Editor’s Note: This month, that is November 2019, FII’s #MoodOfTheMonth is Regional Indian Cinema, where we invite various articles on various regional films from across the country which have had some impact on you or on the society (caste, class, gender, etc.), in either positive or negative, or in both ways. If you’d like to share your story, email us at email@example.com.
Talking about caste to my father has always been difficult. Conversations always end with arguments, and we give up when I am tired and don’t want to yell anymore. He believes that Dalits are lazy and are misusing the benefits, the state and its government has been providing. It is an example of how the right-wing agenda has convinced a Dalit man that his struggles aren’t real or that he’s not working hard enough. However, amidst all these negotiations, the first time I felt like I got through to him about the need for special provisions for lower castes and Dalits, was when we watched Pariyerum Perumal together. He asked, “Is this what you’re learning at the university?” My sister and I, at the end of the conversation with our father, felt like we left a dent on a ‘saffron’ wall.
Movies have always helped start a complex conversation on issues like caste, which otherwise would begin and end with miscommunication, and made its complexities slightly easier to believe and swallow. Here are a few movies that might help you start that conversation with yourself, your friends or family.
1. Care Of Kancharapalem
“Oh amaye Saleema! (Oh girl Saleema!)”, yelled Gadam, played by Mohan Bhagath.
“Yenti? (What is it?)”, asked Saleema played by Praveena Paruchuri.
“I love you“, he replied on his knees, holding a bottle of mansion house brandy.
Gadam professes his love to Saleema in a well-lit but dilapidated underpass. They are my favourite couple of the four couples whose narratives are explored in the movie. The codified nature of caste is narrated subtly, within various contexts. Movies which portray the complexities of experiences grounded on caste positions, cannot afford to flip their audience off; at least not in the trailer or the first half. You can always pull a comic relief type rhetoric or sarcasm to attack your audience, teach them about caste based experiences or call them out. This movie does the same.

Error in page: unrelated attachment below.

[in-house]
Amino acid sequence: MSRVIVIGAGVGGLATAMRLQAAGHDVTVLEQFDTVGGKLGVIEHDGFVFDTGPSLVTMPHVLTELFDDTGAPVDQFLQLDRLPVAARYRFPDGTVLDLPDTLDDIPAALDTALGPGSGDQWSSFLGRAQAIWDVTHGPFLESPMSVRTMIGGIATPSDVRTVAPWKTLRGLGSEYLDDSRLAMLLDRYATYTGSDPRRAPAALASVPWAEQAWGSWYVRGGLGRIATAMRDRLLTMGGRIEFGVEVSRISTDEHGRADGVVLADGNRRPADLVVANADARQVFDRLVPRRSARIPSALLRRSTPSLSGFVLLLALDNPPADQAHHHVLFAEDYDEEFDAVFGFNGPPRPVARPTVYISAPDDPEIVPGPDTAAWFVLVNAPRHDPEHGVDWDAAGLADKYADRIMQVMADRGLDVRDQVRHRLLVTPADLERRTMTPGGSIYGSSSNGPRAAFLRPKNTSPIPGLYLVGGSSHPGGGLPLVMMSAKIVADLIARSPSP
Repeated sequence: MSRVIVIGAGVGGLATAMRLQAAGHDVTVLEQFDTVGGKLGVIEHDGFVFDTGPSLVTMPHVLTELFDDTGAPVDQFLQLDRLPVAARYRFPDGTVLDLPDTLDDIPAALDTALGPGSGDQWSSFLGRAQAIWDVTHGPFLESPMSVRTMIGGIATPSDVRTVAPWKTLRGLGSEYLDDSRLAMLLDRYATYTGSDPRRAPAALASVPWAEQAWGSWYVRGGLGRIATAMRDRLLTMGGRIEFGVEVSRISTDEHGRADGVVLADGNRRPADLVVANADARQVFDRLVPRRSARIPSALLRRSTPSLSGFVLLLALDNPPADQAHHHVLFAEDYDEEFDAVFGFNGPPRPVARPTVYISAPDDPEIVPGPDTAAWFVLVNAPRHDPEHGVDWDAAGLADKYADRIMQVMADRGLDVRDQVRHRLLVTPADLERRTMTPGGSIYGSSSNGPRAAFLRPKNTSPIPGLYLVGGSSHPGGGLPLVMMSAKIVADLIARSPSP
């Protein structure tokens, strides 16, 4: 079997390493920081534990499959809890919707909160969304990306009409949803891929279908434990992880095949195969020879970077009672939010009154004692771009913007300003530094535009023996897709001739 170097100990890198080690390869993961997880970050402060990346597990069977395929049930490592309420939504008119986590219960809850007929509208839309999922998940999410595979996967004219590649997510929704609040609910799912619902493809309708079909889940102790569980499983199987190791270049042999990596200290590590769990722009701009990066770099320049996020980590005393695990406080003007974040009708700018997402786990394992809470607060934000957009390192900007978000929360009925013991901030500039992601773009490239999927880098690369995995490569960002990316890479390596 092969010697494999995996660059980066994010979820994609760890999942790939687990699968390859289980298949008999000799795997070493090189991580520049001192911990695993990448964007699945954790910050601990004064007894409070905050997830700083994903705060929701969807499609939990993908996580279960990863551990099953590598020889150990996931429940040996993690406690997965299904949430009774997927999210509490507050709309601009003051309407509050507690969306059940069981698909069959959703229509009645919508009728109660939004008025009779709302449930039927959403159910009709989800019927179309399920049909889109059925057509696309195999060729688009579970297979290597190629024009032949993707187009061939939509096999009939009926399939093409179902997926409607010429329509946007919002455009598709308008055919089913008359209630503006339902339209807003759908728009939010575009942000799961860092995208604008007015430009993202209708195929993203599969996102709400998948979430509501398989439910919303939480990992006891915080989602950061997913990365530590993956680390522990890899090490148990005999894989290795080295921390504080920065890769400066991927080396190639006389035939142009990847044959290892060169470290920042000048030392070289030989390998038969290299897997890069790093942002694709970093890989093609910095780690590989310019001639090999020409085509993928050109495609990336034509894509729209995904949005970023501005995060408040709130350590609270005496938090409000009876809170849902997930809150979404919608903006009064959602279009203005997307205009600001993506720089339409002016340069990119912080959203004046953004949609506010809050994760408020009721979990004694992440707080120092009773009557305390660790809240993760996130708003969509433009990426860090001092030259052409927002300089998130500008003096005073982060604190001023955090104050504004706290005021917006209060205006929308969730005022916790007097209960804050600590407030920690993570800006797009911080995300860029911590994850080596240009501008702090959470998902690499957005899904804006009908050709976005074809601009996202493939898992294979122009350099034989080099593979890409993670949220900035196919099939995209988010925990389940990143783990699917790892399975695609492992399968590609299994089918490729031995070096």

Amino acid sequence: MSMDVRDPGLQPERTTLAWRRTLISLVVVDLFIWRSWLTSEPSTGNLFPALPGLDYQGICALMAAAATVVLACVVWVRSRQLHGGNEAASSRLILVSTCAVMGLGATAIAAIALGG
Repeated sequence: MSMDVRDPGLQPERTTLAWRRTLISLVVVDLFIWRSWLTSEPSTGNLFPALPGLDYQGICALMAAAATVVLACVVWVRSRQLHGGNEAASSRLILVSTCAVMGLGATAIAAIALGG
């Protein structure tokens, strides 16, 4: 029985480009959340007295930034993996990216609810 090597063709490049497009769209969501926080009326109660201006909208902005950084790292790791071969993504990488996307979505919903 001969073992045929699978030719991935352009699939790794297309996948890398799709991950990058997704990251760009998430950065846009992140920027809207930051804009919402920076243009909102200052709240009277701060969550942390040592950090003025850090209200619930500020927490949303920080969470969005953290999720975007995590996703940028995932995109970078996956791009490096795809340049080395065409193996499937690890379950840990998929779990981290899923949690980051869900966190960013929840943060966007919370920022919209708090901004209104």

The music is so apt; it is the same feeling that you have when your playlist is on shuffle and it plays great songs by itself. Fifteen minutes into the movie, a few men are seen drinking together, and one of them starts singing about a woman who turned him down. The song, the languages, the localities these men live in, their jobs, their lifestyle and their cultural practises are active markers of their caste identity. It also showcases strong women characters, rather than passive ones. When a forty-two-year-old woman asks a man to marry her, she’s not shamed for wanting a husband. The portrayal of women as strong, independent and driven by circumstances is a reassuring hope for Telugu cinema.
2. Pariyerum Perumal
The movie is about a young boy named Pariyan played by Kathir, from a small village who aspires to be a lawyer. He struggles with the English language and cannot keep up in class. He lucks out on friends—a girl named Jyothi played by Anandhi—who helps him with English and his classes. They are casually speaking; there’s laughter, smiles, eye contact and potential for a love affair, but their stark social class and caste difference hits him across his face. This is a typical portrayal on the reel about the real, where we often find oppressed communities to have more awareness about their oppression, whereas, the rest of the society often has to make an effort to realise the differences and their consequences.